The frequencies and percentages of general characteristics by MSI analysis and IHC staining were calculated. All statistical test results were determined significant when two-sided significance levels of P-value was less than 0.05. Statistical analyses were performed using SPSS ver. 17 (SPSS Inc., Chicago, IL, USA).


Characteristics of the patients were described in Table 1. For twelve patients who were diagnosed of both endometrial and colorectal cancers, the median age of detection in endometrial cancer was 52.5, and that in colorectal cancer was 54.5. Two of twelve patients were diagnosed of two kinds of malignancies simultaneously, five were diagnosed of colorectal cancer precedent to endometrial cancer, and the rest five were diagnosed of endometrial cancer precedent to colorectal cancer. Pathology reports were missing in 4 cases, because the patients were referred to the Seoul National University Hospital for their secondary malignancies from other institutions; two patients presented unknown histopathology for endometrial cancer, and the other two were uncertain for the histopathology for their colorectal cancer. With these exceptions, among ten patients with a known pathology for the endometrial cancer, nine of them were confirmed as endometroid adenocarcinoma. In a similar manner, ten patients with a known pathology for the colorectal cancer were all confirmed as adenocarcinoma.

Table 1

Characteristics of patients with double primary cancers in endometrium and colorectum

All twelve patients underwent MSI analysis, nine of whom were classified as MSI-H. Of these nine, eight were IHC-stained, and six of them were found to have the loss of MMR protein. Four out of these MMR protein losses were found in MSH2 locus (Fig. 1). None of the case revealed the loss of MMR protein in both MLH1 and MSH2 loci (Table 1).

Fig. 1

Mismatch repair protein expression in MSH2 locus. (A) Retained MSH2 expression (×40). (B) Loss of MSH2 expression (×40).

Half of these 12 patients were diagnosed of either clinical HNPCC or HNPCC suspect; they were SNUOG 03, SNUOG 05, SNUOG 06, SNUOG 07, SNUOG 08, and SNUOG 12. Three patients (SNUOG 06, SNUOG 07, and SNUOG 08) were analyzed for a germline mutation, and all of them turned out positive for a known mutation. Genetic characteristics including medical and family history, were shown in Table 2. Two of them meet the Amsterdam criteria II, thereby could be clinically diagnosed as HNPCC [5], and the other one was a HNPCC suspect [11]. All of them showed both MSI-H and the loss of MMR expression.

Table 2

Characteristics of 3 patients with MMR germline mutation


In a sporadic cases of endometrial cancer, 2.6% of the patients lost their MMR protein expression; meanwhile, 8.3% of MSIH group patients lost MMR expression [12]. Another study showed that 8.7% of patients with endometrial cancer were diagnosed of either HNPCC suspect or clinical HNPCC, and one-third of clinical HNPCC patients were found to have germline mutation [13]. The current study reveals that 50% of the patients with double malignancies are diagnosed of either HNPCC suspect or clinical HNPCC. Among study population, 75% of the patients with double primary cancers have MSI-H, and 75% of MSI-H patients lost MMR expression. This study evaluated genetic perspectives of the patients with double primary malignancies, and unveiled a stronger genetic aberration of them compared to the patients with endometrial cancer only.

When a germline mutation occurs within the DNA MMR gene locus, errors made during the replication of the genetic material cannot be corrected and therefore lead to MSI. When this defect happens in the genes concerning cell division or growth regulation, a malignant tumor could arise as a result [14]. The majority (38% to 78%) of the known germline mutation happens within a MSH2 gene locus in the endometrial cancer [15]. This study revealed that two of the three candidates were found to have MLH1 mutation. This result is thought to be a bias from the fact the analysis was done only for the volunteers who showed both MSI-H and loss of MMR protein. IHC staining is known to be a highly specific method for confirming MSH2 mutation [15]. Note that the rate of loss MSH2 is two thirds (67%) in this study, similar to the preceding studies.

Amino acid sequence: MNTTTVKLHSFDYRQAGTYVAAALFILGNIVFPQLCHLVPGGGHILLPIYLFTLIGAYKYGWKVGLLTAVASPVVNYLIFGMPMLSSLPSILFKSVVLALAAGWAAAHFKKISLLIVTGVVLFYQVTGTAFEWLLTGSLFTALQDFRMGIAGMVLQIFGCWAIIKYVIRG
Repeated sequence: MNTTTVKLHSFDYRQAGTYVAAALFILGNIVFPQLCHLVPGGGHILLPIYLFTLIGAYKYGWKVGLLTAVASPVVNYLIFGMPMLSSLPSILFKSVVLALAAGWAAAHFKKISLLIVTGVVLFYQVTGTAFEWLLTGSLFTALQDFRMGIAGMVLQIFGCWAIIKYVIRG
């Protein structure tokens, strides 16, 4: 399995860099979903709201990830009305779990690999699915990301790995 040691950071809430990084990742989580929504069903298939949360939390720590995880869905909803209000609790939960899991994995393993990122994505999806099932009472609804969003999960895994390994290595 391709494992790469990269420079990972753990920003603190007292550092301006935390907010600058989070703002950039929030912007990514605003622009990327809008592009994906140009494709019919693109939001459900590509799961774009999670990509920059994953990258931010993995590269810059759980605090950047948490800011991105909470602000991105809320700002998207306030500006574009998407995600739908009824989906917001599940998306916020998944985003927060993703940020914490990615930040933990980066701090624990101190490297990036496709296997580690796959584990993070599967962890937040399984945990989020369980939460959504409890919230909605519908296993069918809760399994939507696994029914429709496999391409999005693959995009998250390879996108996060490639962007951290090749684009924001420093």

In case of the patient SNUOG 06, family genetic counseling was conducted for two daughters and a younger sister of the patient; one of her daughter turned out positive for a MSH2 mutation. Screening using ultrasonography and colonoscopy is planned on the confirmed offspring.

There are some weak points in this study. The samples size was small, mainly due to both the financial manner of the genetic test and the preservation of tumor specimen. Furthermore, the candidates of test were not randomly selected and therefore it is difficult to generalize the results. When considering the facts that the incidence and prevalence of the endometrial cancer are low, and there has been no previous study, however, this study could play a role in setting up a hypothesis.

The current study is distinct in that it proved a genetic aberration in patients with both primary endometrial and colorectal cancers, by various methods including MSI analysis, IHC staining, and mutation analysis. Chances were higher to have a HNPCC when an individual has a double primary cancers in her endometrium and colorectum, compared to those whom with endometrial cancer only. It might be beneficial that a germline mutation analysis be done for endometrial cancer patients or their families, based on the family history of other type of cancers. Early detection and treatment became a more important matter of concern in oncology nowadays. This study supports the necessity of re-defining the high-risk groups in endometrial cancers as well as the early diagnosis in such patients. Furthermore, family members of the patient who were positive for germline mutation should be considered as targets of early screening.


This work was supported by the National Research Foundation of Korea (NRF) grant funded by the Korea government (MSIP) (no. 2013R1A1A3012912).


No potential conflict of interest relevant to this article was reported.


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Article information Continued

Fig. 1

Mismatch repair protein expression in MSH2 locus. (A) Retained MSH2 expression (×40). (B) Loss of MSH2 expression (×40).

Table 1

Characteristics of patients with double primary cancers in endometrium and colorectum

Table 1

MSI, microsatellite instability; IHC staining, immunohistochemical staining; MSI-H, microsatellite instability-high; MSS, microstellite stable.

Table 2

Characteristics of 3 patients with MMR germline mutation

Table 2

MMR, mismatch repair; MSI, microsatellite instability; HNPCC, hereditary nonpolyposis colorectal cancer; MSI-H, microsatellite instability-high.

a)Clinical HNPCC means that the patient fulfilled the Amsterdam criteria II; b)Suspected HNPCC means that patient fulfilled the revised criteria for suspected HNPC.